Deconstructing taboo topics: Their function in society

Isabelle Hajek and Cam Garden

Restriction of language and conversation is instrumental in all forms of societal control. Such restrictions range in formality from written sedition laws to socially constructed norms. Taboos are the operationalization of socially constructed norms as topics that are avoided based on the hegemony’s moral values.

Taboos are determined by the culture in which they are formed; American taboo topics include race, religion, mental health, sex and sexuality, money and politics. These topics were labeled as taboo to maintain the patriarchal power structure the U.S. relies on. The discussion of these topics threatens that power structure by highlighting the inequities fostered within the system it created.

Historically, the suppression of taboo topics has been a dangerous practice that further oppresses vulnerable groups. One example that appears both in social practice and legislation is the ‘Don’t Ask, Don’t Tell’ ideology. As it operates socially, it was once expected that people in the LBGTQ+ community did not identify their sexuality, rather hide it, in order to ensure the comfort of heterosexual individuals. In legislation, the Clinton Administration’s “Don’t Ask, Don’t Tell” (DADT) policy, allowed military personal to be gay as long as they stayed in the closet. Both forms of this ideology actively worked to silence a marginalized population.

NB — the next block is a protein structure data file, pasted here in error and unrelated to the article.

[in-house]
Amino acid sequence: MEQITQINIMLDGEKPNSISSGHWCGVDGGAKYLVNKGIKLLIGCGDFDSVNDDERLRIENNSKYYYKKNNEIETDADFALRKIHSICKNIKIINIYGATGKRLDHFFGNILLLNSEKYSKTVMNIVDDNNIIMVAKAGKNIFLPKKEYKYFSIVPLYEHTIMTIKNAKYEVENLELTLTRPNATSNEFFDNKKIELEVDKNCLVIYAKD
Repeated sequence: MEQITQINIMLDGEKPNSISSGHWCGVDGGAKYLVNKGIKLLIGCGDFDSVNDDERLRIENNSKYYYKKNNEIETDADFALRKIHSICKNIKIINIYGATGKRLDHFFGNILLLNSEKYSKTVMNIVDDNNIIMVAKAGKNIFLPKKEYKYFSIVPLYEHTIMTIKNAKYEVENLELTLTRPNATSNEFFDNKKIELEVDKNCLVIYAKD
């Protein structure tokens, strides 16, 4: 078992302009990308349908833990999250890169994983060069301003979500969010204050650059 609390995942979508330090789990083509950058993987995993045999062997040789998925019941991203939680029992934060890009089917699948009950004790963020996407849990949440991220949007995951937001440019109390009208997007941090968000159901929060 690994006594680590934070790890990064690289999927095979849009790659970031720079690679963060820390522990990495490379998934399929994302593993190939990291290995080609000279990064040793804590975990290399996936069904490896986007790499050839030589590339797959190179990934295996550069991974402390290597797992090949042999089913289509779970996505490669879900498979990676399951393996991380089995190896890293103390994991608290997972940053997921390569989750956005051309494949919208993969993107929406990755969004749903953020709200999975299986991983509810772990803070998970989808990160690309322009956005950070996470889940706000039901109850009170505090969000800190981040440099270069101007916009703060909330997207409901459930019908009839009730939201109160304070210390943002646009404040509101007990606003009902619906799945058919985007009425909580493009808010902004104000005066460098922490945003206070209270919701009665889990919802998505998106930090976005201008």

On a day-to-day basis, people maneuver through taboos constantly. It may be an aunt in a sly, hushed tone hinting that a cousin is attending therapy; a mother that shushes her child when they ask, out of curiosity, why that woman is in a wheelchair; coworkers dancing around the topic of salary on a payday. Whether it is in a formal or colloquial manner, taboo topics are unavoidable.

As they function in society, taboos are an agent of fear-mongering. Instead of the perceived use of protecting people by preserving innocence and a set moral code, they objectively oppress minority groups. In discussing taboo topics, they are inherently removed from the taboo classification. As such, society can begin to reevaluate the standards and systems of living it has succumbed to. Progress requires conscious and intentional action. In bringing light to these topics, through conversation and subsequent action, the systems of patriarchal control can be slowly dismantled.

In recent years, with an influx of information because of a technological boom, it has become easier to discuss taboos with a wider and diverse demographic. Mirroring the trend of increased technology, the policies and ideals of political actors have become more progressive and intersectional.

This is in direct correlation to the information technology era. It was once easy to employ the “out of sight, out of mind” mentality, but social media has increased the visibility of minority groups and taboo topics. As a result, the need to discuss these topics has grown exponentially as people in power can no longer ignore the existence and plight of marginalized groups.